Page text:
Workers, Colonial Subjects, and the Affective Politics of French Romantic Socialism

Naomi J. Andrews

community. Socialists’ inconsistent empathy with various subjugated groups in the French body politic are acutely apparent when we examine their positions on key metropolitan and imperial issues during the July Monarchy, especially colonial slavery, wage

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Embodied Seeing-In, Empathy, and Expansionism

Joerg Fingerhut

relation to social interactions (as, e.g., in the case of empathy). He, therefore, does not fully address in which ways they become re-appropriated in our interactions with cultural artifacts and factor in our appreciation of these artifacts. Following

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What History is good for

Service-learning and studying the past

Michael Smith

Many disciplines in the social sciences and humanities can offer profound insights into what it means to be human. History, however, encompasses the totality of human experience: economics, politics, philosophy, art, ethics, sociology, science - all of it becomes part of history eventually. Therefore, the opportunities for incorporating service-learning (carefully integrating community service with academic inquiry and reflecting on insights derived from such integration) into history courses abound. Many historians have taken advantage of this opportunity. Few historians have undertaken a scholarly investigation of the learning taking place in their service-learning courses, however. Indeed, despite the fact that the reflective process so central to service-learning lends itself remarkably well to the scholarship of teaching and learning (it generates very rich data on both the affective and content-based learning students are experiencing), there has been little published SoTL research from any discipline about service-learning. Drawing on qualitative evidence from an honours course comprised of 16 students at a private liberal arts college in the northeastern United States, I argue that not only does service-learning in history lead to more active citizenship, but that it also leads to deeper appreciation of an historical perspective as a key ingredient for being an engaged citizen.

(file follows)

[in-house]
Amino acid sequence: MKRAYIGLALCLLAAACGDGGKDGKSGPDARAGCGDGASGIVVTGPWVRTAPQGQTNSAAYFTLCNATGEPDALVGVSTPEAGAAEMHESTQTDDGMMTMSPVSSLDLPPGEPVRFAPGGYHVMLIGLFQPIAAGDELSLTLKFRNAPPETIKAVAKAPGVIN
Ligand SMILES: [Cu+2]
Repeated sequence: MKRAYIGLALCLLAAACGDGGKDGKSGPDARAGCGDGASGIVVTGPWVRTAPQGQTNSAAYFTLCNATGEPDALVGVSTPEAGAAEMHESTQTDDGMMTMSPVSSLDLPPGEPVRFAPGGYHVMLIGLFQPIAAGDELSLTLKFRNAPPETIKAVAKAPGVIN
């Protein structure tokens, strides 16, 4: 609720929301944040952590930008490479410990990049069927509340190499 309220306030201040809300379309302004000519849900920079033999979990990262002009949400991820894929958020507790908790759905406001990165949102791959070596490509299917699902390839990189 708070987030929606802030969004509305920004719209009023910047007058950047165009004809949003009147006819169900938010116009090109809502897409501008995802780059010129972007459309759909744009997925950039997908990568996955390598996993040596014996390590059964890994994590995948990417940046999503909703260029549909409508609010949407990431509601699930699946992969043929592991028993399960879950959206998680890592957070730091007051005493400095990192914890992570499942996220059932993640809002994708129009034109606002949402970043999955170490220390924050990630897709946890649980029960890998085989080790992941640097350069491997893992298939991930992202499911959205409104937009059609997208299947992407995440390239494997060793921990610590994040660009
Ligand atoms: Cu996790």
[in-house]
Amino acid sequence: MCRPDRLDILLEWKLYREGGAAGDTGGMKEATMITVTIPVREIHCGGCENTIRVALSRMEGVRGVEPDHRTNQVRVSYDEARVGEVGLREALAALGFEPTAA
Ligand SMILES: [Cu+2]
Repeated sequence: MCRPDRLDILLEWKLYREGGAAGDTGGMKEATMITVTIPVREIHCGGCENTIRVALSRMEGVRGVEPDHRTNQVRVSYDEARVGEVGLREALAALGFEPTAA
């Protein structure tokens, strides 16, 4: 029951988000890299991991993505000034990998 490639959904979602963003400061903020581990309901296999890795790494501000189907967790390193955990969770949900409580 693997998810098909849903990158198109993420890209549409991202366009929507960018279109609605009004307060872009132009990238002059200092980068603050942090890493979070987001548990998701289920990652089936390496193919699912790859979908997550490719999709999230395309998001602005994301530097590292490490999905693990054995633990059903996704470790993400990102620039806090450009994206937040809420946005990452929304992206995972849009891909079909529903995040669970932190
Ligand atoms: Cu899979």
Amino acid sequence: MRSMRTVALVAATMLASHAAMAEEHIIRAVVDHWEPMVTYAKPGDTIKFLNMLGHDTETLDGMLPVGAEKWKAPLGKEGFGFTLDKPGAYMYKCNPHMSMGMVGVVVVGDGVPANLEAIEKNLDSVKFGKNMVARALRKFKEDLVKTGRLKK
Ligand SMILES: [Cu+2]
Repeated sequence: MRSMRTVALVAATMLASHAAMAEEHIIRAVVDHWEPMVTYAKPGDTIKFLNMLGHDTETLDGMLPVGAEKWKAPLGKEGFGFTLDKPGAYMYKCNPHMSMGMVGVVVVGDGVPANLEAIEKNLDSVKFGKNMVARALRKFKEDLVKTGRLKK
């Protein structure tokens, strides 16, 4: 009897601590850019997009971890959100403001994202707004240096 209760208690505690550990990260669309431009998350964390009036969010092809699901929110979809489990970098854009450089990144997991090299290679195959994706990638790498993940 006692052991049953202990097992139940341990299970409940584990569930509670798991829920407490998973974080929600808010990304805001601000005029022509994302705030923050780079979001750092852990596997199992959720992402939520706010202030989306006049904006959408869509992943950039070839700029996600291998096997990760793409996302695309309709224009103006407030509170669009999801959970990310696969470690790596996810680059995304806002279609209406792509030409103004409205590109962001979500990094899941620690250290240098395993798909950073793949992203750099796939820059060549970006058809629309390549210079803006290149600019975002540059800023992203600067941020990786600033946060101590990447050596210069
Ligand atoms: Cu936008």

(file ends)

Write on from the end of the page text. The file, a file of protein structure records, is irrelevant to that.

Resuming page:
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When Lamps Have Feelings

Empathy and Anthropomorphism Toward Inanimate Objects in Animated Films

Alyssa D. Edwards and Daniel M. Shafer

certain ways. This study explores factors that likely contribute to audience empathy toward animated, non-human characters in films. First, we review empathy and anthropomorphism literature and define both terms. Then, we describe an experiment that used

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Cinematographic High-Contrast Lighting Can Facilitate Empathetic Affective Mimicry

Alan Voodla, Elen Lotman, Martin Kolnes, Richard Naar, and Andero Uusberg

Empathy-related processes such as feeling the emotions of others, seeing the world from their perspective, and reacting to this information are fundamental constituents of cinematic experiences ( Oatley 2012 ; Tan 2008 ). Filmmakers therefore

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Pandemic vulnerabilities, mortality and empathy in fieldwork

Sharon J. Hepburn